The shield opens and closes without distorting and seems to have an excellent optical quality. To remove the shield, you line it up with a mark on the helmet, and pull a small lever.  To replace the shield, you line up with that same mark and click it in to place. Simple, and one of the better ones on the market right now. The great looking aluminum hardware holding all this together is a nice touch. The one note here is in this color of helmet, the surround and breath guard is white. I haven’t ever noticed a breath guard or surround in my field of vision before, but this white one reflects back onto of the inside of the visor in daylight (at least with the clear shield installed). A black one is being sought and should solve that problem. Our Smoke shield is also on the way and might nix that problem also.

Different shape, but it works
Overall, the helmet performed outstanding. The full retail price comes in at $599.95 for this Cerwinske version and will vary another $50 more or less depending on color choice, so it isn’t a cheap helmet. The good part is that it feels and performs like a $600 helmet with the backing of Bell. A cheaper helmet will most likely perform just as well in a crash, but until you get to that point, this is one nice place to keep your head while riding.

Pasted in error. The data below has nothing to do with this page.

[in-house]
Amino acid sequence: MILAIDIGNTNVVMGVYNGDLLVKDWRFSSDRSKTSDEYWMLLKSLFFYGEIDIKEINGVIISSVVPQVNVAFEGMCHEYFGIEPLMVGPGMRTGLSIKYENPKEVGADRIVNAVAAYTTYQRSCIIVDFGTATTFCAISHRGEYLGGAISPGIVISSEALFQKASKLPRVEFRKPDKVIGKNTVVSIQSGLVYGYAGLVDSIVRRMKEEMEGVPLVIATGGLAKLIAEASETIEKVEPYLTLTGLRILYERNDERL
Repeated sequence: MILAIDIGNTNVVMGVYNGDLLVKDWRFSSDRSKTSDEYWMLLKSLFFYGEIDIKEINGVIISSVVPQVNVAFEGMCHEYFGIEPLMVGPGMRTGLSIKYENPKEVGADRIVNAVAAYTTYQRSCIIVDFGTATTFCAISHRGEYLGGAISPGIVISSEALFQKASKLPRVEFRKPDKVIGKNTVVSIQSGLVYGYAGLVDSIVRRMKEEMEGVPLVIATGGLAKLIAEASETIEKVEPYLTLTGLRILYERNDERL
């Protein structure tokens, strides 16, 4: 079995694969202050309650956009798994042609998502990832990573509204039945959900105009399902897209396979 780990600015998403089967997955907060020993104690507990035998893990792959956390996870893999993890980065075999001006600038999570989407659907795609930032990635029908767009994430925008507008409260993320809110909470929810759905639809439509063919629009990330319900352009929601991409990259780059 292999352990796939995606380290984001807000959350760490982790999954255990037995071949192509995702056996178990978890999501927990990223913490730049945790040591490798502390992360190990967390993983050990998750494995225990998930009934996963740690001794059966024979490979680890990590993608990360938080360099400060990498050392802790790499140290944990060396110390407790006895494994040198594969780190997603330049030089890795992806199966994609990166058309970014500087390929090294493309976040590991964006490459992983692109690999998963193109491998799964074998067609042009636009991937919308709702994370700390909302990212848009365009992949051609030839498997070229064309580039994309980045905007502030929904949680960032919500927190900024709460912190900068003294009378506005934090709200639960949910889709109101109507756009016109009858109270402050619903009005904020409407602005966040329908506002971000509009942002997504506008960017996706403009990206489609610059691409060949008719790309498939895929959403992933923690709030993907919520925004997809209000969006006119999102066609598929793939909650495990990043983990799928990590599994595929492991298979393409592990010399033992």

Go find a Bell dealer in your area, tell them the guys from Two Wheel Oklahoma sent you in and try one on.
Bell Sports official helmet site.

Two Wheel Oklahoma


Jason said...

I must be getting OLD. 600$ for a helmet seems a bit steep to me. Of course I also think anything more than 5k for a bike is nuts too! J.Booker-Wichita, KS

David said...

I must be getting old also. My first bike cost me less than that. Saying that, my first helmet was a Bell and it did save my life!

Anonymous said...

I know I am getting old, I could have bought a pair of my first new motorcycles for what this new bell costs.
However my first helmet was a Bell also. As I remember it was comfortable and hot. Not that I have found one after forty five years of riding that is not hot.